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myopic

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<p><BR/>Replying to:<BR/><DIV CLASS='Discussion_PostQuote'>interesting discussion.&nbsp; vaguely reminds me of the Riemann hypothesis. <br /> Posted by amaterasu</DIV></p><p>Yes it does.&nbsp; And actually, this is an absolutely valid argument that is expressed in the science community today. &nbsp;</p><p>I'm sure some find it arbitrary and trivial.&nbsp; Our universe is infinite with space, but we occupy a physical place within it. &nbsp;</p><p><br />"Now you take an atom and place it on some spot between the 1 and 2, there are an infinite number of places to put the atom in the time it takes to put the atom down."&nbsp; So this is not farfetched at all. </p>

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DrRocket

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<p><BR/>Replying to:<BR/><DIV CLASS='Discussion_PostQuote'>I still can't see how, in this series, if x<1, you could find a proof to show that x will = 1.&nbsp; Unless now we are going to throw in pure mathematical conepts and use numbers.&nbsp; But I suppose that is the nice little conundrum we get to play with when dealing with concepts of inifinity in the first place. <br />Posted by myopic</DIV></p><p>Infinity IS a mathematicala concept.&nbsp;Of COURSE I was using mathematical concepts.&nbsp; It is not a conundrum at all.&nbsp; It is simply using the language precisely and applying the relevant tool, which is mathematics.<br /></p> <div class="Discussion_UserSignature"> </div>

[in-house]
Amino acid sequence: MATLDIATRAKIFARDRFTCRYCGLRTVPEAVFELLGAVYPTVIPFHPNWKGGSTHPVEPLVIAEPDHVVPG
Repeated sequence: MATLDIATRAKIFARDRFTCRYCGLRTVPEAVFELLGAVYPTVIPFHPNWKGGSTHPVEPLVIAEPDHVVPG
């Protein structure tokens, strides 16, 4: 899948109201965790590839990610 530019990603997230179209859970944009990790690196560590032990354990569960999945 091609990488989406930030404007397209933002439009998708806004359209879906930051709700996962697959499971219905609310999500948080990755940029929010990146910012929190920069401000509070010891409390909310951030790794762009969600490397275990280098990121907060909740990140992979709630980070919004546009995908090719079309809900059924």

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DrRocket